Valley Girl (film) (Photo credit: Wikipedia)

I guess it’s fair game to ask if I have a thing for younger women, especially since  Jenny is 17 years younger than me.  But she’s 40, not 20.  And believe me, I wouldn’t want to get involved with someone who’s in the midst of all that growing up drama.  I’m happy at home, with me and Jenny on opposite ends of the living room on our computers or sitting at the dining room table playing Scrabble as we split a bottle of mid-priced champagne on our anniversary.

So why write about three young lesbians in college?

I’ve always been drawn to the kind of interior changes a person undergoes  in their formative years, and how those changes can be set into motion when they are captivated by someone who, on the surface, seems like their polar opposite.  This is in essence the plot of Valley Girl.  The pretty, popular Valley Girl falls for the rough-edged, punky boy from the other side of the tracks (well, actually, Hollywood), and after the requisite rounds of push-pull, like any romance novel, they live happily ever after.  Because, you see, underneath their stereotyped exteriors, there is a similar, truer essence.  The things that really matter to each of them are the same things.  The thing that makes one roll on the floor laughing that they think no one else would find funny, well, the other one also finds funny.  It’s the unexpected connection.  The one nobody could have predicted least of all the two people involved.

While it’s true that this can happen at any age, there’s something about the quality of self-discovery involved when it occurs in young adulthood.  This is a time when you think you’ve got it all figured out when, in reality,  you know next to nothing and cover up that fact with lots of bravado.  The unexpected romance cuts through all of that and forces you to take stock of yourself and what and who you truly want in life.  That’s the coming of age arc that draws me in as a reader, a watcher and now as a writer.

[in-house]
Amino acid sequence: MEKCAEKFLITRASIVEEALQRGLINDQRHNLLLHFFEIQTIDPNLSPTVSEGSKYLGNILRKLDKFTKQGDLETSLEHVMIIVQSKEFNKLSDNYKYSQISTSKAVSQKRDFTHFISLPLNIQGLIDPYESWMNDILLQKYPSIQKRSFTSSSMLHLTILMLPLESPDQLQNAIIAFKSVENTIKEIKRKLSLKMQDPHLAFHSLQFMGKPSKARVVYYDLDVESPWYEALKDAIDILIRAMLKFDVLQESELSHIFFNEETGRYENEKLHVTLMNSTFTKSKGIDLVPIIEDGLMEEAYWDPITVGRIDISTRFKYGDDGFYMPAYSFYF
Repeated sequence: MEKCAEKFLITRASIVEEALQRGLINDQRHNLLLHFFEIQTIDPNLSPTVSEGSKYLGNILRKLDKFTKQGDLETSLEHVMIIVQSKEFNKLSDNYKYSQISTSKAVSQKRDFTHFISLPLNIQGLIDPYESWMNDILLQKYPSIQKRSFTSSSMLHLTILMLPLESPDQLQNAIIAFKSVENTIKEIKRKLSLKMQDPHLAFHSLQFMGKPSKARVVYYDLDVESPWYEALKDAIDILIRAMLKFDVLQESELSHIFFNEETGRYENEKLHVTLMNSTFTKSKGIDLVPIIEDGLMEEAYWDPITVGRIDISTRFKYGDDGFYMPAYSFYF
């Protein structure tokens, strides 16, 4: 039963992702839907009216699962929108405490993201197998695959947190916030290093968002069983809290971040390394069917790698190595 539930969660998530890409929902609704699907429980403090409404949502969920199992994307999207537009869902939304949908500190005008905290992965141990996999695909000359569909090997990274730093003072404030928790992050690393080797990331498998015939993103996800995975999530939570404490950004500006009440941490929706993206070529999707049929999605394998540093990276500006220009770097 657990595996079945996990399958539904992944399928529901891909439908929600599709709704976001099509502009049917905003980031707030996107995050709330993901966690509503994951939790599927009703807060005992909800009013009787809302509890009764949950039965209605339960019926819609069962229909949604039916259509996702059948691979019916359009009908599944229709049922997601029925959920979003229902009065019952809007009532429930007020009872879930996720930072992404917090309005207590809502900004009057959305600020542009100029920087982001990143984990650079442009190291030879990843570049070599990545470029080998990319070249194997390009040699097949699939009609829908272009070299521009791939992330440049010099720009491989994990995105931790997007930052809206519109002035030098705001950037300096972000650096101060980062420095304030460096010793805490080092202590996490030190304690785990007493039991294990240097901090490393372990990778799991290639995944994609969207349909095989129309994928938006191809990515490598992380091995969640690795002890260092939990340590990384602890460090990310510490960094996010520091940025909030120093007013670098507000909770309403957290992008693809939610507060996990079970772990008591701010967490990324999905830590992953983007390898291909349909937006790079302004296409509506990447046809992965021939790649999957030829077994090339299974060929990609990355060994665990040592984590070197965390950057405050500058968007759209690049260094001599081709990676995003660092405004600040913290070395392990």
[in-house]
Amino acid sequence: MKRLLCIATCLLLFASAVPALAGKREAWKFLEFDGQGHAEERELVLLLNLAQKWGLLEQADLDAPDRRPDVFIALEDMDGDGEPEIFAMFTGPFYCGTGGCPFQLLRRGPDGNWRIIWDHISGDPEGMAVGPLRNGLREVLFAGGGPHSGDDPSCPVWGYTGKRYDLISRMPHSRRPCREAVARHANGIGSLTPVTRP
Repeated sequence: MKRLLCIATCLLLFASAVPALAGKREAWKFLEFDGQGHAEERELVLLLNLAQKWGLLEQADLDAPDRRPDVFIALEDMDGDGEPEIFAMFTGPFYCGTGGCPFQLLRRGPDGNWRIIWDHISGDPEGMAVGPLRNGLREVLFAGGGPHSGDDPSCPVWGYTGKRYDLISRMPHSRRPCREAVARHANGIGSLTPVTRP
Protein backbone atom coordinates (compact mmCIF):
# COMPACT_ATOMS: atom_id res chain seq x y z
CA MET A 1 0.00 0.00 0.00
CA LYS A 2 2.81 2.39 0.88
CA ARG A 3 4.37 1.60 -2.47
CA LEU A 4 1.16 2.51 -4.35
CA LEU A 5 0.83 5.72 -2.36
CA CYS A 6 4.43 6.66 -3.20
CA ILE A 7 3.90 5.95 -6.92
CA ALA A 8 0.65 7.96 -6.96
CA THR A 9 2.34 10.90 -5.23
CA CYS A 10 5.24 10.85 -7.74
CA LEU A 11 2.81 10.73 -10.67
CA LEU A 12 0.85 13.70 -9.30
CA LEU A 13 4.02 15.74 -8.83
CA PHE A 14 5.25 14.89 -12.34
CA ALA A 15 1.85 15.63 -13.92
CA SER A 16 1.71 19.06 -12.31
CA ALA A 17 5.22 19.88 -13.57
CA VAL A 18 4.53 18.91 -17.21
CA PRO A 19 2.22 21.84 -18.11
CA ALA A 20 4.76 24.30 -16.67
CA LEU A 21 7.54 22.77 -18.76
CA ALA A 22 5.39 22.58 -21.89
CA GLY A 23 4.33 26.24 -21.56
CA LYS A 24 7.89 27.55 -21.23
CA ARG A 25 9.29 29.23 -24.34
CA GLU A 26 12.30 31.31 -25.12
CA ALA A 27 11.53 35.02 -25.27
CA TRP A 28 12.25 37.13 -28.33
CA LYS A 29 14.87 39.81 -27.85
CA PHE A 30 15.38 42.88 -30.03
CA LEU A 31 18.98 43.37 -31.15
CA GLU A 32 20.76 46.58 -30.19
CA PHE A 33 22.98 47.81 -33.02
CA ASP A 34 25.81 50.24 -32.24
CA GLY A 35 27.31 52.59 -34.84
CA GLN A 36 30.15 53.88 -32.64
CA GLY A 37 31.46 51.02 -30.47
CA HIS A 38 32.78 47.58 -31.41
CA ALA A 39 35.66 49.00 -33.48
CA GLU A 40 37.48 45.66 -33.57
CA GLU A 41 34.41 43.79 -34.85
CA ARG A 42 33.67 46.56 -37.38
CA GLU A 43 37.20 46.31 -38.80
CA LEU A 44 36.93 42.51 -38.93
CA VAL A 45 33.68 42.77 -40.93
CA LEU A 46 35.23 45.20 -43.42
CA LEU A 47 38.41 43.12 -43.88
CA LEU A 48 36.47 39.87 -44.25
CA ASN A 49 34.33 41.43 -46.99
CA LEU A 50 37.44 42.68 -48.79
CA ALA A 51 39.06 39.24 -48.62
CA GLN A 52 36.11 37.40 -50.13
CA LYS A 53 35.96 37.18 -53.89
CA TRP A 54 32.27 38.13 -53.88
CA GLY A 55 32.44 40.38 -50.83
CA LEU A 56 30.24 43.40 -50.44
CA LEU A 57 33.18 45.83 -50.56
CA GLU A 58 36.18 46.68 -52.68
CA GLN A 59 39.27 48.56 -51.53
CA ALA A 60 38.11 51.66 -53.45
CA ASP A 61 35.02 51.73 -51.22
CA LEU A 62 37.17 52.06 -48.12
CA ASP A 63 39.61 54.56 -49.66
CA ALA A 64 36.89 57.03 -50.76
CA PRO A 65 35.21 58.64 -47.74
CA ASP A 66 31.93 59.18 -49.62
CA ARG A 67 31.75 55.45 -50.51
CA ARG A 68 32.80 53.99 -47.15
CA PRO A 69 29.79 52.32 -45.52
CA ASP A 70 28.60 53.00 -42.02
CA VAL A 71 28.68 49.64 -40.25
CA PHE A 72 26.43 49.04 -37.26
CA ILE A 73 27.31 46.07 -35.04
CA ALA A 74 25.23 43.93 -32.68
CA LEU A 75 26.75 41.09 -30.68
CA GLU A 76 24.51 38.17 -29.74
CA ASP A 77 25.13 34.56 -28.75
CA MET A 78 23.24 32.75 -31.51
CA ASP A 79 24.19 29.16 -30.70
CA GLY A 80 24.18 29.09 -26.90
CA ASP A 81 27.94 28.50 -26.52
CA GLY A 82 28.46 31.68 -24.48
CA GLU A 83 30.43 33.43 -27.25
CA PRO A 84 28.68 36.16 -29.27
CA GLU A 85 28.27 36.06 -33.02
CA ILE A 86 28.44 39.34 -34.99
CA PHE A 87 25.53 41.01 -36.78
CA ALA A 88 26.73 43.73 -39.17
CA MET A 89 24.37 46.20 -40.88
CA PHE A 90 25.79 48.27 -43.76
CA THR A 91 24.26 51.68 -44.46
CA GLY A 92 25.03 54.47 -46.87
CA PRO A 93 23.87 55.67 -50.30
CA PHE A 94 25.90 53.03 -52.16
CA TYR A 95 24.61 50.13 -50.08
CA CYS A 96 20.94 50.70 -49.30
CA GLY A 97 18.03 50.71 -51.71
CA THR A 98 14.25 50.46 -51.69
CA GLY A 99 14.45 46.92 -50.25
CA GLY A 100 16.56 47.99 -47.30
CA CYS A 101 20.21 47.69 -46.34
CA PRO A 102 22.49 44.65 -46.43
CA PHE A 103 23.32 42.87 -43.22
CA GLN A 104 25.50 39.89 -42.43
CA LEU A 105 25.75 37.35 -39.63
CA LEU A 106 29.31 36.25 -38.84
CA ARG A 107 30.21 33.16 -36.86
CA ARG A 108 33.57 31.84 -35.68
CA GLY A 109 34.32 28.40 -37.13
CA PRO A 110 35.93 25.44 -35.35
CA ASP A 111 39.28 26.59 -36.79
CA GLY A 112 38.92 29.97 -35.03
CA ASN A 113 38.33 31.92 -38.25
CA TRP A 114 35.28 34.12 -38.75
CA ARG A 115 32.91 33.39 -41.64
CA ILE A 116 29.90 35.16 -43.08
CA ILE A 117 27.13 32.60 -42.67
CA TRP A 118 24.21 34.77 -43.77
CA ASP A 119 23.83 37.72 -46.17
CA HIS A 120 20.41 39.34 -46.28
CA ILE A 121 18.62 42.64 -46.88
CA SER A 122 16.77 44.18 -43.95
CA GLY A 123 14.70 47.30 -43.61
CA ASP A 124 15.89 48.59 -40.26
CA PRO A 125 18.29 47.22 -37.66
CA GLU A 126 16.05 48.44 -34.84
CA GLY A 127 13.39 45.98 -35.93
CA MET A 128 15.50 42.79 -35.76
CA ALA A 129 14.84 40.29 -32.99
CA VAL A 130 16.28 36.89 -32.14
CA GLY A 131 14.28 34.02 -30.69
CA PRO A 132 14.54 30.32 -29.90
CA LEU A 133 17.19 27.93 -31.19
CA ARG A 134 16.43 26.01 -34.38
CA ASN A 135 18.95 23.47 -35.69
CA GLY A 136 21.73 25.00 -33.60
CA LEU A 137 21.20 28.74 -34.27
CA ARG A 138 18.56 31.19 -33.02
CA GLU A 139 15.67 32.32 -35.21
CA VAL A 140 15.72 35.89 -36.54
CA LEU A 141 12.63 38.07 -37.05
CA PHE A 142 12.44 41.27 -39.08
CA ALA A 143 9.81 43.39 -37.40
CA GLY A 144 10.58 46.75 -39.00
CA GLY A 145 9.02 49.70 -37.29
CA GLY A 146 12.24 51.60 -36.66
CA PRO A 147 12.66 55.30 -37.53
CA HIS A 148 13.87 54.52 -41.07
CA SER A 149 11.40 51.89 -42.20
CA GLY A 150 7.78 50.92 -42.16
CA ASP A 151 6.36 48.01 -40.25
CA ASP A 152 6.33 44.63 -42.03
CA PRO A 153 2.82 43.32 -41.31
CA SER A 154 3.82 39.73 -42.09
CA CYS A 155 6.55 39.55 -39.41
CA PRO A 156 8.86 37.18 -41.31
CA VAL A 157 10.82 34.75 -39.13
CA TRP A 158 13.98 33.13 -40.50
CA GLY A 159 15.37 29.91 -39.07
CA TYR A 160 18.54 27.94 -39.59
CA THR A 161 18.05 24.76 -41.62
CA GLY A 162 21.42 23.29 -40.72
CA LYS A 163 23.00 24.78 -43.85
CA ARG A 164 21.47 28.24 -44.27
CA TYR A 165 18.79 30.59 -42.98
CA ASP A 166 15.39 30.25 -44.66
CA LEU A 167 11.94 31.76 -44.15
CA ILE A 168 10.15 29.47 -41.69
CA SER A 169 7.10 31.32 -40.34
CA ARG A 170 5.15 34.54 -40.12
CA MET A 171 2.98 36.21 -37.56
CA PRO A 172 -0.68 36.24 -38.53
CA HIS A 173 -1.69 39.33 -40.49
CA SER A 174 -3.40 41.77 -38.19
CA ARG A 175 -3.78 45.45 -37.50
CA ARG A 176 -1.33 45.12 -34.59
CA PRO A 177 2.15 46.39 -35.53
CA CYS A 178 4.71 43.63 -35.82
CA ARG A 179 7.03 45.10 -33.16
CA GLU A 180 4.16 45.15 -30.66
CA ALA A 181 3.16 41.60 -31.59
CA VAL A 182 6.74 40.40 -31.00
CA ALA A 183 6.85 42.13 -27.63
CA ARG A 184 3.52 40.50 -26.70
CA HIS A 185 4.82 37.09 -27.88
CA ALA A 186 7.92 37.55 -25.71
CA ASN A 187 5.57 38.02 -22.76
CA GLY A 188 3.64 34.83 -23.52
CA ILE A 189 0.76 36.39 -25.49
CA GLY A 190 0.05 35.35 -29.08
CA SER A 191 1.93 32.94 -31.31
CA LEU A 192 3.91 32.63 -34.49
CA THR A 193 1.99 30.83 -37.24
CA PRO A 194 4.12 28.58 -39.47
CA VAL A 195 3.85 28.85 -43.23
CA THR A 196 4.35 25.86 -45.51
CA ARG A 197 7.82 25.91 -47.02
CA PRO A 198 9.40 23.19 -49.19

The blurb for my novel is an attempt to provide a peek into this theme.  Here it is:

Stifled by her suburban Long Island home town, Robin Greene, a young lesbian, regularly escapes to the city to hang out with a group of homeless gay youth whose easy interchange of sex and friendship influences her as a developing writer.

By contrast, in Durham, North Carolina, Tracy Patterson has successfully managed her teenage life in the closet. With a fake boyfriend and perfect feminine appearance, she flies under the radar while seducing a series of older women, including her mother’s best friend.

As the summer after high school comes to a close, Robin and Tracy find themselves in the last place either wants to be–at college right outside of Boston, a new and strange environment where each is sure she will never meet anyone like herself.

As these young lesbians navigate their college years, it becomes clear that Robin and Tracy share much more than their outward differences would suggest and that each has a lot to teach the other about becoming the person she was meant to be.  Can they overcome their outer differences and find happiness together?  Or will their natural inclination to run away from love and commitment win out?

I’ll write later about where I am in the process of moving forward with the book, but I wanted the first entry on this blog to explore why I decided to look back at an age when so much can happen that can veer you off the track on which you’ve been set and onto the one where you know you need to be.